Many truck drivers along National Highway (NH) 44 in Medchal, at the outskirts of Hyderabad, are transporting scores of migrant workers who are leaving the city each day and attempting to head back home. With no transport services and uncertainty on when they will get a special train or bus, migrant workers are willing to pay the fare charged by the truck drivers to get home.
With the lockdown to curb the spread of COVID-19 in place for close to two months now, many migrant workers say that they have to return home in time for agricultural work before the monsoon begins. Many simply miss home and their families, and are tired of staying in cramped spaces at construction sites across the city.
Others allege that while the contractors were ordered to look after their welfare by the state government, this was not being done.
"I unloaded my goods in Hyderabad and as I was returning, I saw a lot of migrant workers here, so I just stopped to pick a few of them up. I'm going till Prayagraj in Uttar Pradesh and there are people who will get down on the way in Maharashtra, Chhattisgarh and Madhya Pradesh," says Om Prakash, a truck driver.
The drivers charge between Rs 1,000 and Rs 2,000 per head, based on the distance that the migrant worker has to travel. Some workers say that they are willing to pay as it is still better than walking in the hot sun.
Pavan Kumar, a migrant worker from Rajasthan who boarded a truck at Tirupati, says, "I don't mind that the truck driver is taking money. They have to pay for diesel and also pay fines if the police decides to stop the vehicle. They are taking a risk for us."
"I began my journey in Chennai. I have crossed Tamil Nadu, Andhra Pradesh and have now come here. The truck is going till Haryana," says Abid, the driver of the vehicle in which Pavan is travelling.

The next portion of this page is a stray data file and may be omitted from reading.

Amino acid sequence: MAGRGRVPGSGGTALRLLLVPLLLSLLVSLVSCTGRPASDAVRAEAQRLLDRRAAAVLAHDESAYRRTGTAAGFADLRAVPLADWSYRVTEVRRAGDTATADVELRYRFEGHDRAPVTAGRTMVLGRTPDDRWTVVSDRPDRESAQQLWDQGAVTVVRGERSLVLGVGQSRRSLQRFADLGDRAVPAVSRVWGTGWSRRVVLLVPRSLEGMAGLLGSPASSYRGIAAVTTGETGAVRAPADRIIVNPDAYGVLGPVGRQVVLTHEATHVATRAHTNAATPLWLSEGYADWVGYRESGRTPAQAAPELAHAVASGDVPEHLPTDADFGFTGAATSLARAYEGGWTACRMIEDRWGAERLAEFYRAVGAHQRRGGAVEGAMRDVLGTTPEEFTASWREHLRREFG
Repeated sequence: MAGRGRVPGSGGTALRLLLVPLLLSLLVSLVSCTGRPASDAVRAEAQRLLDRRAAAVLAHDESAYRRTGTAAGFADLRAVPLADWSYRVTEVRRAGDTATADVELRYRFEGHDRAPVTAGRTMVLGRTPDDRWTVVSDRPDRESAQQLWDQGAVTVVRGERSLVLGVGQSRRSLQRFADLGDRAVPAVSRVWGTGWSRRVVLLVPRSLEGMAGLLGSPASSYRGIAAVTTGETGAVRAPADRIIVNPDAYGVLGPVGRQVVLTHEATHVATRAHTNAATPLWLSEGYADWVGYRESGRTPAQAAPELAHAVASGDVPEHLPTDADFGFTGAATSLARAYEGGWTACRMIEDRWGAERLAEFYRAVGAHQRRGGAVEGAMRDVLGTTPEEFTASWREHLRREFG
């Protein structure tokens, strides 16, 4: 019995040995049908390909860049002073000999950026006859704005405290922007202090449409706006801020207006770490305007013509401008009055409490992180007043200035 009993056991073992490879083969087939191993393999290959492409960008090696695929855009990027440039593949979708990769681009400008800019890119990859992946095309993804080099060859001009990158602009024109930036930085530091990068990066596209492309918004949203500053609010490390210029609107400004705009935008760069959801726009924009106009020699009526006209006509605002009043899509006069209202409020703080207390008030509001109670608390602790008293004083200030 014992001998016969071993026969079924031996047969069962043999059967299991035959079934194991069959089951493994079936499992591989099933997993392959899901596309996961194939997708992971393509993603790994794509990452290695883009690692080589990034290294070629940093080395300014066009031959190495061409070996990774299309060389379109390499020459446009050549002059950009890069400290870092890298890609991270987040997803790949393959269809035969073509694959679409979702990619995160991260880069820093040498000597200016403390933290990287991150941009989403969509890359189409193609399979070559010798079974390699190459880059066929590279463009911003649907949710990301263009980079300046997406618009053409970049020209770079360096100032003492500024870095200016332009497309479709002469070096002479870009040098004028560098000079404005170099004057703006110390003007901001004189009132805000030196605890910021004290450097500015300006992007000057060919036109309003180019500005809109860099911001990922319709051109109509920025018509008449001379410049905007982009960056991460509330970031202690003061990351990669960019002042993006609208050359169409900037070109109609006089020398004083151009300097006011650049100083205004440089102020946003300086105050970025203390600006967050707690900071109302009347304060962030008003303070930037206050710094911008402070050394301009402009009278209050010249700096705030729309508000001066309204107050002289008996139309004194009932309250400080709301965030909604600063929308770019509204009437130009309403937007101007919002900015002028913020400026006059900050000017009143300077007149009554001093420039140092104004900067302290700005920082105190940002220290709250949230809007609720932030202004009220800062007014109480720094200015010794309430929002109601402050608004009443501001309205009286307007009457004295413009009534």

However, not all the workers can afford to pay the charges.
"We are from Chhattisgarh and we were working at Lingampally in Hyderabad. 13 of us started walking and reached here. Now there are 25 of us and we want to go home, but no driver is agreeing to take us below Rs 1,000 per head. We don't have that much money. We just have enough to arrange for our food and water," says one migrant worker.
"If someone agrees for Rs 500 per head, we will be able to go home by truck. Otherwise, we will cover a part of the distance by truck and walk for the remaining journey," he adds.
Some truck drivers say that they are charging people whatever they can afford to give.
"We understand the pain of staying away from home as we are constantly on the road. People should be able to see their families, and I just want to help them," says Salman, a driver from Prayagraj.
Arjun, another driver from Uttar Pradesh, says, "Many are dying to see their families. I'm charging what they can give. We will anyway be returning empty. At least this way, I can help a few people."
Many migrant workers claim that they are opting for trucks because though the state government has started Shramik trains for them, their turn is yet to come.
18-year-old Sharukh is eating a meal provided by volunteers in a tent set up by them. He is quite clear about why he's started the long journey back home.
"We just want to head home. We are tired of living here and hoping that they will call us and we will catch the train. The state government was sending lots of people initially, but that has stopped now. We are just planning to either climb on a truck or walk, but we want to go home," he says.
Citizen activists write to Telangana CM, give suggestions on safe return of migrant workers
â€˜Give ration to migrants without asking for biometricsâ€™: Telangana HC to state govt